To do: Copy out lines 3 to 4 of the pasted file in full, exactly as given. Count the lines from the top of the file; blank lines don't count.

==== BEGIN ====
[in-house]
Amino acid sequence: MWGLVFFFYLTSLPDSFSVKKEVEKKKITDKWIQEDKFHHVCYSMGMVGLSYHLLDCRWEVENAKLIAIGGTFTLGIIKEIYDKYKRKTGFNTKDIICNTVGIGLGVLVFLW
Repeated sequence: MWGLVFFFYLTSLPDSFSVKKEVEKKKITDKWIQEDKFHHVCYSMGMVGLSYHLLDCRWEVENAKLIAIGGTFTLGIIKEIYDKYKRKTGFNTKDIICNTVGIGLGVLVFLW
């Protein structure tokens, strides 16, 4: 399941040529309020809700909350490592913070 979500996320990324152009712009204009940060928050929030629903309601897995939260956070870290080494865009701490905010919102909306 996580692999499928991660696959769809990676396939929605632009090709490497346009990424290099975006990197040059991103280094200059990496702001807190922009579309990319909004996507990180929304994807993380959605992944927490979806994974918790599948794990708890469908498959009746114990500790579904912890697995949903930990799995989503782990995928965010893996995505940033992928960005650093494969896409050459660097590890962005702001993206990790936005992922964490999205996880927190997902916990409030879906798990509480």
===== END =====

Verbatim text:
Repeated sequence: MWGLVFFFYLTSLPDSFSVKKEVEKKKITDKWIQEDKFHHVCYSMGMVGLSYHLLDCRWEVENAKLIAIGGTFTLGIIKEIYDKYKRKTGFNTKDIICNTVGIGLGVLVFLW
């Protein structure tokens, strides 16, 4: 399941040529309020809700909350490592913070 979500996320990324152009712009204009940060928050929030629903309601897995939260956070870290080494865009701490905010919102909306 996580692999499928991660696959769809990676396939929605632009090709490497346009990424290099975006990197040059991103280094200059990496702001807190922009579309990319909004996507990180929304994807993380959605992944927490979806994974918790599948794990708890469908498959009746114990500790579904912890697995949903930990799995989503782990995928965010893996995505940033992928960005650093494969896409050459660097590890962005702001993206990790936005992922964490999205996880927190997902916990409030879906798990509480």